Baroness Redfern opened up discussions about vaping in the new parliamentary session by asking: “What assessment [has been] made of the effect of vaping on public health?”
Baroness Blackwood, the Parliamentary Under-Secretary of State for the Department of Health and Social Care, responded: “My Lords, despite reductions in smoking rates, smoking remains the leading cause of preventable death in England. E-cigarettes are not risk free but are less harmful to health than smoking tobacco. Each year, more than 50,000 additional people who would not have quit through other means quit smoking through e-cigarette use. We continue to monitor the evidence base on e-cigarettes. The next Public Health England annual review is due in February 2020.”
Tory Ranil Jayawardena, MP for North East Hampshire, has repeatedly asked about potential harm to children’s lungs. This time, he asked the Secretary of State for Health and Social Care: “With reference to the findings of the study published in the American Journal of Preventive Medicine on 6 January 2020, what recent assessment [has been] made of the increased risk of stroke associated with vaping?”
Jayawardena seems fixated by potential harm, so it is surprising that he is so ill-versed in what British research is telling us.
Jo Churchill replied to him to say: “The study published in the American Journal of Preventive Medicine on 6 January 2020 found that people who had used e-cigarettes only were at significantly lower risk of stroke than those who smoke. There was no significant difference in risk between non-smokers who use e-cigarettes and non-smokers who do not.” [link]
“Public Health England’s advice remains that smokers should stop smoking completely and that e-cigarettes can be helpful, particularly for the most heavily addicted smokers. PHE keeps the peer reviewed research on e-cigarettes under continuous review.”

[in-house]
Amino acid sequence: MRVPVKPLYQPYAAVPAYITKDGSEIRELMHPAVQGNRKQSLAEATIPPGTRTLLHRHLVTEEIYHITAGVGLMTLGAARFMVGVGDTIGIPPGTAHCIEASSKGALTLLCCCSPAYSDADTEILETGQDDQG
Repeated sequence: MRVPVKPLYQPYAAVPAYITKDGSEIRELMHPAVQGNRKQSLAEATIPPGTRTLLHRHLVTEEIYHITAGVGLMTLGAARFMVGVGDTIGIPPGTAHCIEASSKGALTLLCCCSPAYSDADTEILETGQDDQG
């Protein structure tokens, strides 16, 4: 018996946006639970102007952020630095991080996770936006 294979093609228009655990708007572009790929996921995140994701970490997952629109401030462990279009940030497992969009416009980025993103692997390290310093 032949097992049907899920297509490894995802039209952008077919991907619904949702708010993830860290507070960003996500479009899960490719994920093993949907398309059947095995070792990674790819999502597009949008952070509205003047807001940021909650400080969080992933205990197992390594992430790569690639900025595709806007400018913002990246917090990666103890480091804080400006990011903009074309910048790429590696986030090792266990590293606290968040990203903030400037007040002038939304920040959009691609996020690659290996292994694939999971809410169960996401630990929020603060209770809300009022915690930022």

Churchill gave Jayawardena a couple of websites to look at:
Finally, Gareth Johnson, Conservative MP for Dartford, asked The Parliamentary Under-Secretary for Health and Social Care: “[If there are] plans to amend the legislation on vaping implemented under the EU Tobacco Products Directive after the UK leaves the EU?”
Jo Churchill told him: “The Tobacco and Related Products Regulations 2016 (TRPR) enabled us to introduce measures to regulate e-cigarettes to reduce the risk of harm to children and protect against any risk of renormalisation of tobacco use, provide assurance on relative safety for users, and provide legal certainty for businesses. The Government has committed to review the TRPR by May 2021 to ensure they are fit for purpose.”
All current sounding from Parliament is that there are no plans in place to roll back aspects of the EU Tobacco Products Directive that have been incorporated into British law. We are yet to see what proposals will be included under the next iteration of European legislation, known as TPD3, and if they will be put into Tobacco and Related Products Regulations as part of trade negotiations.